Yesterday’s post outlined how SMEs can utilise technology to solve the challenges African farmers face. Today’s blog will explore technology’s effect on health. First, we praise Kentons Limited, a pharmaceutical, surgical and veterinary products supplier for embracing Internet marketing by not only building a website, but for also opening Twitter and Facebook accounts. It took seventh position in the 2011 Top 100 Mid-Sized Companies awards. And another thing: Kentons is a Kisumu-based SME with a web and social media presence. So all Nairobi, Mombasa and Nakuru-based SME owners have no excuse for being MIA from the Web!
The Web’s greatest contribution to the health/pharmaceutical/veterinary industries has been the easy availability of information about diseases, drugs, livestock, research, etc. As long as you have Internet access, you no longer have to ask around about a particular health issue, just type in the keyword/s on a search engine and the answers are displayed on the search engine results page. The Web has also enabled people, especially victims of terminal illnesses like cancer, to form communities where they support one another. The Africa Cancer Foundation, launched in July 2011, is one local example. The foundation is also present in the social media space having opened Facebook and Twitter accounts.
Kenyan hospitals have also established a web presence that has lent a dosage of warmth into what are otherwise regarded as cold places. Kenyatta National Hospital, East Africa’s biggest referral hospital, has a website and multiple Facebook pages, an inconsistency that damages the brand’s personality. I won’t even comment about the website’s layout. However, Nairobi Hospital has done well to own both its website and Facebook page by regularly updating content on both platforms.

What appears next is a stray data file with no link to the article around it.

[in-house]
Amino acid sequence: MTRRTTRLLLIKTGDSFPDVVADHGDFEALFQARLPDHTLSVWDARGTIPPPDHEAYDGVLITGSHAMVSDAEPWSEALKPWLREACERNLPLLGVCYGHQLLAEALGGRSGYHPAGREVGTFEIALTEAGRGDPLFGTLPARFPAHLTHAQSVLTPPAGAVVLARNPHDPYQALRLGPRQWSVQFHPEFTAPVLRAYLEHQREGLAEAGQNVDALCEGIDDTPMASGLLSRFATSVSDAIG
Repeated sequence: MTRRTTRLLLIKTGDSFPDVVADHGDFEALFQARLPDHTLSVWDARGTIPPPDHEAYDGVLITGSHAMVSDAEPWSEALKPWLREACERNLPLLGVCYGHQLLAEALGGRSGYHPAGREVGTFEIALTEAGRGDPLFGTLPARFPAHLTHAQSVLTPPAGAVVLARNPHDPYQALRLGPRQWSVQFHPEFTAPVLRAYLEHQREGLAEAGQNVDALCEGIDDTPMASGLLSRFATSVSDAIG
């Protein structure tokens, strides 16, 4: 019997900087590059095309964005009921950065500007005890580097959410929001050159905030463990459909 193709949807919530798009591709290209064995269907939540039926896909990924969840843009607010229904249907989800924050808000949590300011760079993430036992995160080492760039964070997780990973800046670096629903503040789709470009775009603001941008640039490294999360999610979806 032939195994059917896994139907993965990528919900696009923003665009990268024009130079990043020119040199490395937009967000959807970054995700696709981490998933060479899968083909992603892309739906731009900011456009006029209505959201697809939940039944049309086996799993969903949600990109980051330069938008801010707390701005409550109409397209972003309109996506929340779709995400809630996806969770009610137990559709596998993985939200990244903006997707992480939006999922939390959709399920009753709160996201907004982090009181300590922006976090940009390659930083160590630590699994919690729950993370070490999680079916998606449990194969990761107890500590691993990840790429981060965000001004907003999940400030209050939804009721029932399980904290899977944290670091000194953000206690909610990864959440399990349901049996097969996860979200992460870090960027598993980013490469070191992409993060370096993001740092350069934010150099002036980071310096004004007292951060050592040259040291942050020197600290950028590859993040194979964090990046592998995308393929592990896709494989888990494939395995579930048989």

For city residents, traffic congestion, demanding workplace assignments, the rising cost of living, parenting, and poor eating habits, etc endanger our health. Proof of Kenyans’ poor health status can be shown by the 2011 United Nations Population Fund report that indicates Kenyans’ average life expectancy is 58 years, up from 55 years last year. Naturally, we start getting worried about factors such as weight and blood sugar levels. The Web offers some relief from visiting the doctor. Just visit a site such as the Mayo Clinic and get calculate your body mass index (BMI) using the application tool. In America, mobile phones will soon become ultra-sound machines when a device is attached to them, potentially benefitting pregnant women who experience pain and are far away from the nearest hospital. Technology ‘s help is also being sought to enable patients’ medical records become easily accessible online. Microsoft, the world’s largest software company, is in this field already, though the issue of privacy may hinder patients from uploading their records online because of the likelihood of using these data to discriminate against people for jobs, for example.
How can technology fight the fake drug menace in Kenya? The World Health Organisation reports that in 2005, approximately 30% of the drugs in the Kenyan drug market were fake, and worth approximately $130 million (Kshs 13 billion) annually. Recently, Orange, a mobile-phone service provider and M- pedigree, an anti-counterfeit drug NGO, launched a free SMS service early this month to fight counterfeit drugs in Kenya and Cameroon. To know whether a drug is real or fake, Orange Kenya consumers have to SMS the serial number on the medicine tablet to 1393, and then await feedback. The rest of the mobile networks operating in Kenya should urgently also extend this benefit to their subscribers.
How else can technology assist Africa solve its healthcare challenges? We welcome your suggestions below. Thank you.